The National Intelligence Service (NIS) is monitoring the activities of 200 youth in Mombasa who are suspected to have returned from Somalia after being radicalised.
Alexander Muteshi, the director in charge of Counter Terrorism at the spy agency told an induction workshop for Members of Parliament that terrorism is the biggest threat the country faces.
“External perpetrators like Somali-based Al Shabaab, ISIS based in Puntland, Southern Libya and Iraq whose objective is to force the withdrawal of Kenya Defence Forces from Somalia, and establish a Sharia caliphate are the biggest threat to our national security,” Mr Muteshi said.
He said the threat remains very high in Kenya’s borders at Mandera, Wajir, Garissa and Lamu.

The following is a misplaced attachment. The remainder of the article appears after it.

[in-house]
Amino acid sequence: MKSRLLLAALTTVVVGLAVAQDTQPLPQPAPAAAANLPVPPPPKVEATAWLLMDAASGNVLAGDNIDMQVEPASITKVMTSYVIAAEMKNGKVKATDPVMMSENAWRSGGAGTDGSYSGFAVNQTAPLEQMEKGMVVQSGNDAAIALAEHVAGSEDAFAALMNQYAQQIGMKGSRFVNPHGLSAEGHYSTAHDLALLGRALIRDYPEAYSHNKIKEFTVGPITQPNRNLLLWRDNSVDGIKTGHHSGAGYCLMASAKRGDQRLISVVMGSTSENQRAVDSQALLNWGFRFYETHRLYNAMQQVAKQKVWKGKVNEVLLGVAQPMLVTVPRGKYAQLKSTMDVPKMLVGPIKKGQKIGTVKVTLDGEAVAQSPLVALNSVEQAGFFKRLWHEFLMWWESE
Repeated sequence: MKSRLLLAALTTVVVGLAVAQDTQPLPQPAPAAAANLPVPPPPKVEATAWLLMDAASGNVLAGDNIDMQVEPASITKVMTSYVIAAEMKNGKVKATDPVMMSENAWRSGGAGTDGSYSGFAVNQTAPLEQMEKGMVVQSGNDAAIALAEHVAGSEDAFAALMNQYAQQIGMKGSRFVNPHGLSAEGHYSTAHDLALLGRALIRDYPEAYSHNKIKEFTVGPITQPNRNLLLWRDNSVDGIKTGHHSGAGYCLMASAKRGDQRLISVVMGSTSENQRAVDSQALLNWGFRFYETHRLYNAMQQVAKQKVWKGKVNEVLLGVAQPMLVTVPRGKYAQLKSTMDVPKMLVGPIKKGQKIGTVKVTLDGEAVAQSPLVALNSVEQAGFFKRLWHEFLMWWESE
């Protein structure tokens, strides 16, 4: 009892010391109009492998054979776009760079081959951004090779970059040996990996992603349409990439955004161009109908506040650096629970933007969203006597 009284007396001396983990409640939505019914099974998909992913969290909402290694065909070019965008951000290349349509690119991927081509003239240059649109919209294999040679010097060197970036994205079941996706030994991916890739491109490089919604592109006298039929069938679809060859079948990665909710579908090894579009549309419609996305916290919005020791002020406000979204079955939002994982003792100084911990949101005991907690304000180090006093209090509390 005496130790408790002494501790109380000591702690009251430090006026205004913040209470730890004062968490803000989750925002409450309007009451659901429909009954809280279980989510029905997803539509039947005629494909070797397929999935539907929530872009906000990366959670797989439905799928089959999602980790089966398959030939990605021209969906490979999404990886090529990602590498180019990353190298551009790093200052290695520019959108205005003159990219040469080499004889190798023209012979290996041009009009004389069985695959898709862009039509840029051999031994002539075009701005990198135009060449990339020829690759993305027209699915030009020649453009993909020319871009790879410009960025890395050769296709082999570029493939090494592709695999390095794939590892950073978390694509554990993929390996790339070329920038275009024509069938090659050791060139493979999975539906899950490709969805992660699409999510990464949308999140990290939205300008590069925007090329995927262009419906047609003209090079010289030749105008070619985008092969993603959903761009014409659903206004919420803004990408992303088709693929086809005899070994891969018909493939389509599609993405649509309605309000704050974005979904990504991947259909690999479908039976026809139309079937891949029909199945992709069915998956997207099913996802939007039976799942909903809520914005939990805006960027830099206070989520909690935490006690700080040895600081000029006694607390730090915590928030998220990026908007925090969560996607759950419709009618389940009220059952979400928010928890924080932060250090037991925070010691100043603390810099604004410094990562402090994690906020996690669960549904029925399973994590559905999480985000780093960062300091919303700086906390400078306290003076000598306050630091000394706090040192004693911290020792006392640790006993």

“We have some operatives being fought by KDF and our security officers deployed in Lamu. We are monitoring over 200 returnees from Somalia at the South Coast,” he told MPs at Intercontinental Hotel.
Mr Muteshi said another challenge is online radicalisation by Islamic State (ISIS) targeting youth in universities.
“We are facing an enemy who is highly radicalised, who has no value for human life including his own life; an enemy highly trained militarily and intelligence-wise,” Mr Muteshi told the forum attended by Inspector-General of Police Joseph Boinnet.
He said the enemy operates in cells of planners, radicalisers, recruiters, financiers and spies who are supported on the ground by logisticians who are responsible for arms transport and other support.
A multi-agency approach by all arms of security have been successful in dealing with Al Shabaab, he said. “We have been able to minimise the threat in cities and pushed them along borders.”
Terror attacks have a big effect on Kenya’s economic growth, especially tourism.
In 2015, repeated attacks blamed on Somalia’s al Shabaab scared away tourists and eroded forex.
Tourism, along with tea, horticulture and remittances, are Kenya’s leading sources of foreign exchange.